Document Type

Thesis - Open Access

Award Date

1961

Degree Name

Master of Science (MS)

Department

Home Economics

Abstract

Curriculum planning, whether of the entire school or of one field alone, takes its direction from the philosophy of those who are directly involved with the program. The specific objectives set up within an area will be influenced by the needs of those to be educated and by the needs of society; the experiences used in achieving the objectives will be influenced by the resources available. Basic consideration for the teacher in curriculum building, then, are to think through her philosophy of education, to know the needs of society and the needs of the students and to be familiar with the resources available within the local situation. From this goal stems the necessity to appraise, evaluate and revise present homemaking curriculums at intervals in order that the program makes a worthy contribution in preparing individuals to meet the problems of life. To help girls assume happily and successfully their roles as employees in the competitive, demanding and ever changing society is of major importance. The purpose of this study was to have graduates of Pine Ridge High School who had taken at least two years of Homemaking, teachers of these graduates and employers evaluate the course offerings in Homemaking. This was done to determine the effectiveness of the program in the light of help and confidence given the girls in their roles as employees, to determine what should be included or deleted and to find where to place emphasis so that time could be used to best advantage and experiences made more profitable. It seemed desirable to obtain information from employers of graduates concerning the type of employment available, Homemaking’s contribution to successful employment and employer’s impressions of personal traits of employees.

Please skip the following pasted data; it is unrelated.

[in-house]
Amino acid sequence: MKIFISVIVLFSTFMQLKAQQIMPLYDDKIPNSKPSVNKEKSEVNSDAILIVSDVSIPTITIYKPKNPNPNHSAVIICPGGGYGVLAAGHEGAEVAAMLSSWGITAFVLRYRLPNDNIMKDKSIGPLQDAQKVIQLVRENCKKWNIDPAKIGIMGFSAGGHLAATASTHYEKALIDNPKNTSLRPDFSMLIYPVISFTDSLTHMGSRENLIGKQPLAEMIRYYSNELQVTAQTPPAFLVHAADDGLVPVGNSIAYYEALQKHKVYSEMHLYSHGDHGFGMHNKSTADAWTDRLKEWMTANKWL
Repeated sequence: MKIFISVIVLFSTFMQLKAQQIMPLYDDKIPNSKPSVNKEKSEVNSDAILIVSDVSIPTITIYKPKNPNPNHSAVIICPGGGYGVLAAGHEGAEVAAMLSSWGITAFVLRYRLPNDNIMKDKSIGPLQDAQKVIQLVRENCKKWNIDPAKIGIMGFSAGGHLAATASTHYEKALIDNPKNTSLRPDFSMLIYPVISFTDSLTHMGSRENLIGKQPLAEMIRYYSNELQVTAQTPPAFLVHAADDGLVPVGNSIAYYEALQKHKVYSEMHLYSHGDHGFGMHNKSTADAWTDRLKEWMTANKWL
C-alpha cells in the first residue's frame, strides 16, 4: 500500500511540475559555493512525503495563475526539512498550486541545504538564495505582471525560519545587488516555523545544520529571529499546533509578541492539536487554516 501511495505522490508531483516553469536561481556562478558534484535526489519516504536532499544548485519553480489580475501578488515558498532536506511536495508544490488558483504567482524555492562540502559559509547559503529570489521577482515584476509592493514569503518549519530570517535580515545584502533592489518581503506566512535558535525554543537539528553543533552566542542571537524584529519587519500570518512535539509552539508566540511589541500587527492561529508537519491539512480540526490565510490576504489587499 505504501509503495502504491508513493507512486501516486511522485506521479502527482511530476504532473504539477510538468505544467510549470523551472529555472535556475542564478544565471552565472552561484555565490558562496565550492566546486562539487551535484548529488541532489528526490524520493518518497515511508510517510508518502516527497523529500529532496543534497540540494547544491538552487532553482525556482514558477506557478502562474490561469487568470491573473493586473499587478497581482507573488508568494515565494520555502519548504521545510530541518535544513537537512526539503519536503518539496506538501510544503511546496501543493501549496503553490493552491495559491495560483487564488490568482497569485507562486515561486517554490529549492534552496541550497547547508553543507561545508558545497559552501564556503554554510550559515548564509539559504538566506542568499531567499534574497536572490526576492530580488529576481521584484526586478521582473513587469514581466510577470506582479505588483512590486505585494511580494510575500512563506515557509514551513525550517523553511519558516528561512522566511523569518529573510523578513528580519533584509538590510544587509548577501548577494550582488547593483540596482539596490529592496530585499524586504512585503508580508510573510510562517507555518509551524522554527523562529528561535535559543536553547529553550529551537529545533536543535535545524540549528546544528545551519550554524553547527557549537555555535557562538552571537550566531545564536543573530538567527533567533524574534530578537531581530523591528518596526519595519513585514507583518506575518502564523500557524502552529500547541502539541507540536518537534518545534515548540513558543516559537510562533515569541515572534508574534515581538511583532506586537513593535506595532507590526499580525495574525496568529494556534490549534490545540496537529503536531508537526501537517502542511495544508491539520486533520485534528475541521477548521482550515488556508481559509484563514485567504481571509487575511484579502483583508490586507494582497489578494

Library of Congress Subject Headings

Home economics -- Study and teaching

Description

Includes bibliographical references

Format

application/pdf

Number of Pages

227

Publisher

South Dakota State University

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